Written on August 26, 2009 – 5:10 pm | by Marisa Constantinides
Yannis is 6 years old and last year his parents decided it was about time he started learning English. So they enrolled him in the local foreign language centre, part of a big franchise of similar centres in Greece and the Balkans.
What is the best way of teaching young pre-school children English?
Well, this blog post is not about how it should be done. I take it as a given that my readers understand and accept that children at this age should be taught through play, following an oral first approach, delaying reading and writing especially if the child has not yet started school in his/her mother tongue.
Should coursebooks be used at this age?
Personally, I would steer away from using a coursebook for this age group, but I do understand why the school might pick out something, just to keep interfering parents at bay …(“What? No coursebook? And how is my child going to study? And how am I going to be able to help him do his homework? , etc. etc.” ). Language schools are businesses, too, and losing students to the school next door is not uncommon – I have heard of good schools losing young pupils because they “were not doing Grammar and did not have a Grammar book”.
Yannis’ dad (who used to be in one of my business English classes) called me up to ask for my opinion. His question was “How come I have to buy 5 (five) books for my six-year-old? How many will I have to buy him when he goes up a few levels?” Even though he is not an educator, his instincts kept telling him that something was not right.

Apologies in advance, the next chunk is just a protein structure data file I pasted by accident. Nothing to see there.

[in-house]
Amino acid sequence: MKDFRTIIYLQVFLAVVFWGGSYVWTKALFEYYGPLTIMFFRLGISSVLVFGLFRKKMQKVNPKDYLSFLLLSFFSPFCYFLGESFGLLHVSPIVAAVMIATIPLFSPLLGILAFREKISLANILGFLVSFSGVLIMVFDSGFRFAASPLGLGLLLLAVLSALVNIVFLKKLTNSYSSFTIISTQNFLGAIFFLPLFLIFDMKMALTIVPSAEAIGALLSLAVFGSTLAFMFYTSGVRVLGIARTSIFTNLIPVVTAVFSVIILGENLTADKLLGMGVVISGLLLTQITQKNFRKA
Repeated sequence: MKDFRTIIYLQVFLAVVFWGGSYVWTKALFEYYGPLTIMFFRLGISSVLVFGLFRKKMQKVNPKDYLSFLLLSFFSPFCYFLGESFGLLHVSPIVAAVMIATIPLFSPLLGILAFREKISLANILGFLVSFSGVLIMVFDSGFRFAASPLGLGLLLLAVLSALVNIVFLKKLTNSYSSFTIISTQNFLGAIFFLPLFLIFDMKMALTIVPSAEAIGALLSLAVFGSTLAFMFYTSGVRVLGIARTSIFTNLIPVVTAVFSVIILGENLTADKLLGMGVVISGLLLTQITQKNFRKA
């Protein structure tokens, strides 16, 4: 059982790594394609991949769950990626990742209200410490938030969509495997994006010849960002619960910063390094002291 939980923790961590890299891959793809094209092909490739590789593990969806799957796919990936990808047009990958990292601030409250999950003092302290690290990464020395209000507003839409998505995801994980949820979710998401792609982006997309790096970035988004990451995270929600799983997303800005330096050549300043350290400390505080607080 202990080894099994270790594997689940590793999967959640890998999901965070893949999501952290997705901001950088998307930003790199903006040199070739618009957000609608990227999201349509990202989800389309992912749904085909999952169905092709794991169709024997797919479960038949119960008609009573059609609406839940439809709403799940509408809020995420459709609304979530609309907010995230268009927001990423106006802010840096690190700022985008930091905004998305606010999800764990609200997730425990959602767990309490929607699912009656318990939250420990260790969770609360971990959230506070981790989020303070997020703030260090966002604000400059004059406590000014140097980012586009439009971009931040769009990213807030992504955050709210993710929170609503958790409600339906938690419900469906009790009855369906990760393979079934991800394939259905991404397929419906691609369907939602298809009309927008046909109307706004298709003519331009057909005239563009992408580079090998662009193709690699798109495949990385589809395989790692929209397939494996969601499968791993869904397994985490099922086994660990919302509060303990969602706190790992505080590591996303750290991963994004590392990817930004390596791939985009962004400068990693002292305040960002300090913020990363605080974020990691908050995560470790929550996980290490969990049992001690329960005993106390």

So here is the list of books for a 6-year-old
xxxxxx Alphabet Book with cassette
xxxxxx Primary 1 Course book
xxxxxx Primary 1 Language Booster
xxxxxx Primary 1 Test Book
xxx xxxxxx x xxx xxxxx 1 Pupil’s Video Book
How can this be? When will there be time for oral work, for fun and games in this class, when so many pages, units, exercises, tests, have to be covered by a harrassed teacher who has to show that s/he has covered every page?
I am especially concerned by the “language booster” title and, even worse, by the “test book” ! Testing a 6 year old may seem like a normal practice to some, but I hope not to all educators. Creating a sense of high anxiety in a child goes against all I believe in for learners of such tender years!
And how can parents afford to pay so much money for so many books? If we calculate their cost ( a minimum of 160-180 euros) and then think of the 200 branch schools of the particular franchise, the numbers begin to make some sense.
These sales have made some publisher very very happy. I sincerely hope they have not also made the franchise equally happy and I am pretty certain that this is not the only publisher with similar sales.
Are young pupils and their unsuspecting parents the lifesaving force of publishing houses?
Or should this be blamed on local practices only?
(In my particular locale, the least experienced, least trained and least well-paid teachers are budled into young learners’ classes – this logic dictates giving the teacher as many books as possible to “keep the teacher busy” and, I suppose, out of mischief…)
What are the practices in other countries? I hope some of you may find the time to share some information on this.